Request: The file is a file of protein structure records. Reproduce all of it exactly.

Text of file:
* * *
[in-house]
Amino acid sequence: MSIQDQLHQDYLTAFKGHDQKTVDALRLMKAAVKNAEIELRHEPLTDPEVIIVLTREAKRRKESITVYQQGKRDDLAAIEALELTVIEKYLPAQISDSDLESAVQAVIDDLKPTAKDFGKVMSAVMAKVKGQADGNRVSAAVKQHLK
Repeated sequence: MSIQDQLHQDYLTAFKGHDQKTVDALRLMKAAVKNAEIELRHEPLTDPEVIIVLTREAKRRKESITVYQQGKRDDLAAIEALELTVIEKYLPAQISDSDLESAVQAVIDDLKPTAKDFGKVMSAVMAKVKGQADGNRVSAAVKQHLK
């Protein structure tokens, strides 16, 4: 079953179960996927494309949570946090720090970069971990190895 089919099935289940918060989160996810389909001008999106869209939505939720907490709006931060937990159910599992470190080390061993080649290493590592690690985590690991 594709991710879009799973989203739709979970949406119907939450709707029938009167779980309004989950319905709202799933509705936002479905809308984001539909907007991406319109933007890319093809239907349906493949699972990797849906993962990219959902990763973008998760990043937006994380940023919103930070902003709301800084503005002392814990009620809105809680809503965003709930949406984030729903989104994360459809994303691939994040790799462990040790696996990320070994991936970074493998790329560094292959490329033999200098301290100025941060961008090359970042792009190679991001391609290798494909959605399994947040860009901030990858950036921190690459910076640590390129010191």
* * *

[in-house]
Amino acid sequence: MSIQDQLHQDYLTAFKGHDQKTVDALRLMKAAVKNAEIELRHEPLTDPEVIIVLTREAKRRKESITVYQQGKRDDLAAIEALELTVIEKYLPAQISDSDLESAVQAVIDDLKPTAKDFGKVMSAVMAKVKGQADGNRVSAAVKQHLK
Repeated sequence: MSIQDQLHQDYLTAFKGHDQKTVDALRLMKAAVKNAEIELRHEPLTDPEVIIVLTREAKRRKESITVYQQGKRDDLAAIEALELTVIEKYLPAQISDSDLESAVQAVIDDLKPTAKDFGKVMSAVMAKVKGQADGNRVSAAVKQHLK
């Protein structure tokens, strides 16, 4: 079953179960996927494309949570946090720090970069971990190895 089919099935289940918060989160996810389909001008999106869209939505939720907490709006931060937990159910599992470190080390061993080649290493590592690690985590690991 594709991710879009799973989203739709979970949406119907939450709707029938009167779980309004989950319905709202799933509705936002479905809308984001539909907007991406319109933007890319093809239907349906493949699972990797849906993962990219959902990763973008998760990043937006994380940023919103930070902003709301800084503005002392814990009620809105809680809503965003709930949406984030729903989104994360459809994303691939994040790799462990040790696996990320070994991936970074493998790329560094292959490329033999200098301290100025941060961008090359970042792009190679991001391609290798494909959605399994947040860009901030990858950036921190690459910076640590390129010191």